has filed a federal civil rights lawsuit against the city of Oakland over the October 25, 2011 incident. Olsen was hospitalized after being shot in the head with a "high velocity round made of metal pellets," commonly called a beanbag round, fired from the shotgun of an Oakland Police Department officer after Occupy protesters failed to heed warnings to disperse.
Olsen was critically injured
by the head shot.
"The impact fractured Mr. Olsen's skull and caused severe hemorrhaging of his brain," the suit, filed last Thursday in US District Court San Francisco, states. "As a result of his injuries, Mr. Olsen lost his ability to speak and perform basic mental and physical functions."
Olsen, who has undergone extensive therapy and has made remarkable progress toward recovery, "still frequently has difficulty speaking, concentrating and remembering things," according to the lawsuit.
The lawsuit does not name the officer who fired the "less-than-lethal" round that struck Olsen's head, but it does identify Robert Roche as the officer who attacked medics and others who rushed to aid Olsen with a tear gas canister, an act witnessed by this reporter who was on the scene
in Oakland that night.
This reporter saw Olsen, who served two tours of duty in Iraq with the US Marines 3rd Battalion, marching through downtown Oakland before standing at the forefront of Occupy protesters with other members of the anti-war group Veterans for Peace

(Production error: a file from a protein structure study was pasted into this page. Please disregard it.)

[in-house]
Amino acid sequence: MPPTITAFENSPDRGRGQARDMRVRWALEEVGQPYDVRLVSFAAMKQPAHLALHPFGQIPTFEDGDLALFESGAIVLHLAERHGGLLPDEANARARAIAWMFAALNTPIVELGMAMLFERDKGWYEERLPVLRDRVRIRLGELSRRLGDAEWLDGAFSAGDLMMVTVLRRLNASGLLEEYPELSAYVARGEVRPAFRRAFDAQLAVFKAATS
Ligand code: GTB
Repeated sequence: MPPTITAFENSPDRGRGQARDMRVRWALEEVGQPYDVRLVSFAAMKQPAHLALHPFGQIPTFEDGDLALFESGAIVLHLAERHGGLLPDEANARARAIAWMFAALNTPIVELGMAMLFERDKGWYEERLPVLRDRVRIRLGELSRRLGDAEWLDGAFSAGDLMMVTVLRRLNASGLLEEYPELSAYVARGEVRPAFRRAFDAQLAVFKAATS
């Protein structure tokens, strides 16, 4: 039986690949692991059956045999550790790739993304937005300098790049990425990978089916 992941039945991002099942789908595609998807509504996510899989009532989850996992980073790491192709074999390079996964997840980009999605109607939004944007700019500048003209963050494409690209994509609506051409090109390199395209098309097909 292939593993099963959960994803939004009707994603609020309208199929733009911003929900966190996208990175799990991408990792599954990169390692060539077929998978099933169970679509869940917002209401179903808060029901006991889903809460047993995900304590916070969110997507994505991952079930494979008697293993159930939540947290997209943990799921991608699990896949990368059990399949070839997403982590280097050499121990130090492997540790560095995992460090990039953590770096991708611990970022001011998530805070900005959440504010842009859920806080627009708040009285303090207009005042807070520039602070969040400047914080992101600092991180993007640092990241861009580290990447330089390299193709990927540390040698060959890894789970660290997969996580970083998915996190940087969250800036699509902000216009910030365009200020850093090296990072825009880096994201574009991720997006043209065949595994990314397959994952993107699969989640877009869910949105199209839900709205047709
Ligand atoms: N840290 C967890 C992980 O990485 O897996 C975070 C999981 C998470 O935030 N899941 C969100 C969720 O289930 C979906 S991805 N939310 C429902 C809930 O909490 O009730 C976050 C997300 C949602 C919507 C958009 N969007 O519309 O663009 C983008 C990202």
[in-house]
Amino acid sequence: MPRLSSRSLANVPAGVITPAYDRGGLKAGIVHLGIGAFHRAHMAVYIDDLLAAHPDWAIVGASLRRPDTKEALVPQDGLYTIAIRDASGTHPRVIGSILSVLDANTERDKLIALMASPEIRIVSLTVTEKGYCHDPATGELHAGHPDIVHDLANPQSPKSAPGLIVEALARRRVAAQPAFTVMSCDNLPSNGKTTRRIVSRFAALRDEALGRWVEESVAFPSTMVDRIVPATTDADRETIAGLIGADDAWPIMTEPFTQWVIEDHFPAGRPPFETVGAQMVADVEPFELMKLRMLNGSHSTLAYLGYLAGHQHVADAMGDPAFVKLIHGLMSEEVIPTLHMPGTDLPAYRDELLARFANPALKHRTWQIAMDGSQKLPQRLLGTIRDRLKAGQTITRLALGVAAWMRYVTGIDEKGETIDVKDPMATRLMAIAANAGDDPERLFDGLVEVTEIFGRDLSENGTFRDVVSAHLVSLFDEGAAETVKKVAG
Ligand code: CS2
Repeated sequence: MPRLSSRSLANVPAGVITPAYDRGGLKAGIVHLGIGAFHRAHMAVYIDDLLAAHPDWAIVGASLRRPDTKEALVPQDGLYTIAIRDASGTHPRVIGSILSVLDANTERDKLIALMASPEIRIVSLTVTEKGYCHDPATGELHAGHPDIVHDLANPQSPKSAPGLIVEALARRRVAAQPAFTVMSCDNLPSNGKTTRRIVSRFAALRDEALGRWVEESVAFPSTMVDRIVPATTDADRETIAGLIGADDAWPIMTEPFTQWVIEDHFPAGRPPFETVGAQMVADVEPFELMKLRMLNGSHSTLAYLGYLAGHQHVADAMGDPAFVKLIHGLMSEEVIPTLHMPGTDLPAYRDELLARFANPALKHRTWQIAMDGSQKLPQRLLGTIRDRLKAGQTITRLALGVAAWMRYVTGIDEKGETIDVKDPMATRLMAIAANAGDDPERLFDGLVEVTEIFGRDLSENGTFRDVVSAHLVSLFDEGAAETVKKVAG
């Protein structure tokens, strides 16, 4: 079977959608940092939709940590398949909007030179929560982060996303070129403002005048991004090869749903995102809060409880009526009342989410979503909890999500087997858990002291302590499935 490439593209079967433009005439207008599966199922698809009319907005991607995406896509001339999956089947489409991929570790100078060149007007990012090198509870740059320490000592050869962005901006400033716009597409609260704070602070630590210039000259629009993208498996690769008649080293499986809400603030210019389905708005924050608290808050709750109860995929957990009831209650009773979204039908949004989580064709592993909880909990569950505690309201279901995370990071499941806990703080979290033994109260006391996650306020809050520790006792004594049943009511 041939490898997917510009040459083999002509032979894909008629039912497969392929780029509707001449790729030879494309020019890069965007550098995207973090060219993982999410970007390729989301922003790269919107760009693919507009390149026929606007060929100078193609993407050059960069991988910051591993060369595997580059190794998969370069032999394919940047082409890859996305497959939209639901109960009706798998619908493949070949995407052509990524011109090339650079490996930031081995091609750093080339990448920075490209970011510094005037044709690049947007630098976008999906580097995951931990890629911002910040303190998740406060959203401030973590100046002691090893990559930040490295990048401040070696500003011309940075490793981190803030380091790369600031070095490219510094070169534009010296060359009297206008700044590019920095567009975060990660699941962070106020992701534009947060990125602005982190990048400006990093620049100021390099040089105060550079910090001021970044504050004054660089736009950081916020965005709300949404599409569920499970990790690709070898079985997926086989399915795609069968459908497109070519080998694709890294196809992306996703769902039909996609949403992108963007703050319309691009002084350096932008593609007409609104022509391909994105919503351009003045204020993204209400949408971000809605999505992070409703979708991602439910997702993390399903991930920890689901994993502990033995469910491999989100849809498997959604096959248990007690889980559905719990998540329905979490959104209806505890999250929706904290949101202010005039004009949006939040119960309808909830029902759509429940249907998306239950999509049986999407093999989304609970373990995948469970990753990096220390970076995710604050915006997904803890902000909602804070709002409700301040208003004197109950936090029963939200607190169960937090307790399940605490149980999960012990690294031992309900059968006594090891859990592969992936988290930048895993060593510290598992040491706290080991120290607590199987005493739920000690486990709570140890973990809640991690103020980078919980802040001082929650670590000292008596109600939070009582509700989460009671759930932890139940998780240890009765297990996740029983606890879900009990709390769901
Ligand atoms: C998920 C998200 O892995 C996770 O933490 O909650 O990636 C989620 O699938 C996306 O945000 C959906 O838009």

, in the moments leading up to the attack. Olsen was peacefully standing his ground and did not appear to have provoked the officers in any way.
Olsen was not the only US war veteran to suffer grave injury at the hands of police during Occupy protests in Oakland. Kayvan Sabehgi
, a former Army Ranger and veteran of the wars in both Iraq and Afghanistan, was hospitalized with a ruptured spleen after a severe beating by police during a November 2 demonstration. Sabehgi was allegedly denied medical treatment for 18 hours after he was beaten.
In January, Oakland police knocked down and clubbed
a young woman who was participating in another Occupy protest.
A federal judge later slammed Oakland's "overwhelming military-style response"
to what were mostly peaceful Occupy protests.
Oakland Police Chief Howard Jordan later signalled his intention to carry out the largest mass-disciplinary action in OPD history. Some 44 officers face reprimand
, including 2 terminations, a demotion and 15 suspensions, for their actions during Occupy protests.
Following public outcry, Oakland city officials also announced changes in the way police will deal with demonstrators in the future.
"We are committed to immediately improving our training, tactics and policies in light of our experiences," Chief Jordan declared in April.